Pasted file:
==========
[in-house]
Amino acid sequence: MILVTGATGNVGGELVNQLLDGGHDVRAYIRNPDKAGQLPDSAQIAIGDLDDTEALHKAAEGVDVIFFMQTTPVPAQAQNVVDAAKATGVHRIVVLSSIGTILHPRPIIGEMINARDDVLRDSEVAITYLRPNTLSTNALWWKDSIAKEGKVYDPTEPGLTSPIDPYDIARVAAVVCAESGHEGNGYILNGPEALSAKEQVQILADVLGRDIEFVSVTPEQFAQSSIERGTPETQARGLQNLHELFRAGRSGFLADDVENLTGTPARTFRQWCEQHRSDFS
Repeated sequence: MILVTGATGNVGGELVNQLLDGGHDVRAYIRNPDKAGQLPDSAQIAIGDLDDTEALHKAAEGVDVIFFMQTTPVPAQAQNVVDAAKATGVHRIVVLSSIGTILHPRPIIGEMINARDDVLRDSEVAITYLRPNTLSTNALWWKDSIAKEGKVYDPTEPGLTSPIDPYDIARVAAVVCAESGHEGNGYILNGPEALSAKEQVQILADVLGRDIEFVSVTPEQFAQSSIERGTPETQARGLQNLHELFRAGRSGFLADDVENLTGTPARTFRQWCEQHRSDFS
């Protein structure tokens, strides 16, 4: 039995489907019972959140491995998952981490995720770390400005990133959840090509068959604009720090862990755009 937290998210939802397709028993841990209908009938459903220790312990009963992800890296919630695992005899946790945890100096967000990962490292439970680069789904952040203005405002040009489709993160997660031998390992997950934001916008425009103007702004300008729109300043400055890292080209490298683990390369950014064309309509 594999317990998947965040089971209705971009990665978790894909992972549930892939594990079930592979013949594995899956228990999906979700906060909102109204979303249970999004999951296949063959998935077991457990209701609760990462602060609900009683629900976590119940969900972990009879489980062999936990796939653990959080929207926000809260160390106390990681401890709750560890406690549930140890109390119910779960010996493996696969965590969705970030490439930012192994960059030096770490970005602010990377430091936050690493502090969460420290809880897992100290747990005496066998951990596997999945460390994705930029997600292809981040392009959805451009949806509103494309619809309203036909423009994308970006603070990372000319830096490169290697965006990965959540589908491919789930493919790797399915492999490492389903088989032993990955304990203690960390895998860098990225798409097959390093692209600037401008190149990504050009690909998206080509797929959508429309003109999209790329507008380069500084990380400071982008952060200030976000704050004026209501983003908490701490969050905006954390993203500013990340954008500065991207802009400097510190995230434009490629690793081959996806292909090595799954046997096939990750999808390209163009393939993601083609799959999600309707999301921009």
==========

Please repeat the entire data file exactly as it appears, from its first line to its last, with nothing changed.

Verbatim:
[in-house]
Amino acid sequence: MILVTGATGNVGGELVNQLLDGGHDVRAYIRNPDKAGQLPDSAQIAIGDLDDTEALHKAAEGVDVIFFMQTTPVPAQAQNVVDAAKATGVHRIVVLSSIGTILHPRPIIGEMINARDDVLRDSEVAITYLRPNTLSTNALWWKDSIAKEGKVYDPTEPGLTSPIDPYDIARVAAVVCAESGHEGNGYILNGPEALSAKEQVQILADVLGRDIEFVSVTPEQFAQSSIERGTPETQARGLQNLHELFRAGRSGFLADDVENLTGTPARTFRQWCEQHRSDFS
Repeated sequence: MILVTGATGNVGGELVNQLLDGGHDVRAYIRNPDKAGQLPDSAQIAIGDLDDTEALHKAAEGVDVIFFMQTTPVPAQAQNVVDAAKATGVHRIVVLSSIGTILHPRPIIGEMINARDDVLRDSEVAITYLRPNTLSTNALWWKDSIAKEGKVYDPTEPGLTSPIDPYDIARVAAVVCAESGHEGNGYILNGPEALSAKEQVQILADVLGRDIEFVSVTPEQFAQSSIERGTPETQARGLQNLHELFRAGRSGFLADDVENLTGTPARTFRQWCEQHRSDFS
């Protein structure tokens, strides 16, 4: 039995489907019972959140491995998952981490995720770390400005990133959840090509068959604009720090862990755009 937290998210939802397709028993841990209908009938459903220790312990009963992800890296919630695992005899946790945890100096967000990962490292439970680069789904952040203005405002040009489709993160997660031998390992997950934001916008425009103007702004300008729109300043400055890292080209490298683990390369950014064309309509 594999317990998947965040089971209705971009990665978790894909992972549930892939594990079930592979013949594995899956228990999906979700906060909102109204979303249970999004999951296949063959998935077991457990209701609760990462602060609900009683629900976590119940969900972990009879489980062999936990796939653990959080929207926000809260160390106390990681401890709750560890406690549930140890109390119910779960010996493996696969965590969705970030490439930012192994960059030096770490970005602010990377430091936050690493502090969460420290809880897992100290747990005496066998951990596997999945460390994705930029997600292809981040392009959805451009949806509103494309619809309203036909423009994308970006603070990372000319830096490169290697965006990965959540589908491919789930493919790797399915492999490492389903088989032993990955304990203690960390895998860098990225798409097959390093692209600037401008190149990504050009690909998206080509797929959508429309003109999209790329507008380069500084990380400071982008952060200030976000704050004026209501983003908490701490969050905006954390993203500013990340954008500065991207802009400097510190995230434009490629690793081959996806292909090595799954046997096939990750999808390209163009393939993601083609799959999600309707999301921009």